Abstract

Early Ordovician collision of the Lough Nafooey Arc (part of the Baie Verte Oceanic Tract) with the passive continental margin of Laurentia peaked at c. 475 Ma in Scotland and Ireland and was followed by subduction polarity reversal. We examined Upper Ordovician–Silurian sedimentary rocks from western Ireland to see whether collision was followed by renewed arc magmatism. Despite the scarcity of dated igneous intrusions between the Grampian (c. 470 Ma) and Acadian (c. 420 Ma) orogenies in Ireland, detrital zircons show a continuity of activity peaking at 480–440 Ma, implying no hiatus in regional magmatism. Differences in zircon U–Pb age spectra highlight the isolation of basins in the southern Killary Harbour area from those north of the South Mayo Trough. These latter rocks were largely derived by erosion from Moine and Upper Dalradian sources. By contrast, the Killary Harbour Basin shows a decreasing influence from the Dalradian after c. 436 Ma and an increasing influence of contemporaneous magmatic zircons. These were transported from sources along-strike from the present NE, probably at the southern end of the Scandian Mountains in SE Greenland. The western Irish basins formed as pull-apart basins in a forearc setting and are analogous to Cenozoic pull-apart basins in Sumatra.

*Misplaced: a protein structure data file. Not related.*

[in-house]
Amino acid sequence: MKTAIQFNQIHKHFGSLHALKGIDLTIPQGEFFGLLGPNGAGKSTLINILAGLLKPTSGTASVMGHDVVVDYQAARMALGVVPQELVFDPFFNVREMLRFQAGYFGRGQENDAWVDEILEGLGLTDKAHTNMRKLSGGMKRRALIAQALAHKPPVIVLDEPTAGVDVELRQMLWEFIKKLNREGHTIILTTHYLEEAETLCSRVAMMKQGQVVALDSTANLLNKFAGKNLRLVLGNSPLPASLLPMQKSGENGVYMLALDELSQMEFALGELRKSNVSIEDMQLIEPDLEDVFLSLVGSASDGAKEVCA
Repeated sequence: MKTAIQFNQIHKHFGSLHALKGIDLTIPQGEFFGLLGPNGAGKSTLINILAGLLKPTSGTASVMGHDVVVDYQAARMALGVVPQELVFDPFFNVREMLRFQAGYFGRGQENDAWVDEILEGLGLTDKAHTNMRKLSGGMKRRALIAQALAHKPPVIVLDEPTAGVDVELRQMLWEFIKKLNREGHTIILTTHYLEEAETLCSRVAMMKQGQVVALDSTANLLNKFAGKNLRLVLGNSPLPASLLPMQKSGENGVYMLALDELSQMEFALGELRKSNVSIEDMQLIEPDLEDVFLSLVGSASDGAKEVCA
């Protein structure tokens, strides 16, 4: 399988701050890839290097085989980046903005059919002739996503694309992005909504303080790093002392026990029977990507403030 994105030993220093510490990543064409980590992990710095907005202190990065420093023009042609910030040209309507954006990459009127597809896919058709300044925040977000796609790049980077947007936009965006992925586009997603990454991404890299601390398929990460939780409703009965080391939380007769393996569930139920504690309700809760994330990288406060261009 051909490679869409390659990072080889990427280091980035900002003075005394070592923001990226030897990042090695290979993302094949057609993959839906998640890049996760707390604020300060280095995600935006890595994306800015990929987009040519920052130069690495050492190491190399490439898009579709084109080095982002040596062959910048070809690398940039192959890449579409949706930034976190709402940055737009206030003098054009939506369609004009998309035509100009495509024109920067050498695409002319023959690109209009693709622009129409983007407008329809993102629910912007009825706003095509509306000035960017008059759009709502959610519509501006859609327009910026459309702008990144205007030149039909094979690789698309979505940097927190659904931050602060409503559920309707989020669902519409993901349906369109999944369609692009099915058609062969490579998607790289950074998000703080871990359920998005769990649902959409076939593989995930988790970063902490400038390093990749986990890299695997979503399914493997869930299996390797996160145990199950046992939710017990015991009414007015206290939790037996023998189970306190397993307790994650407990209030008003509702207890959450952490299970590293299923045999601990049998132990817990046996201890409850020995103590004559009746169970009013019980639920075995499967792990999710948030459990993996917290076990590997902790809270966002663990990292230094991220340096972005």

Supplementary material: U-Pb zircon analytical data is available at a decreasing influence from the Dalradian after c. 436 Ma and an increasing influence of contemporaneous https://doi.org/10.6084/m9.figshare.c.5209849

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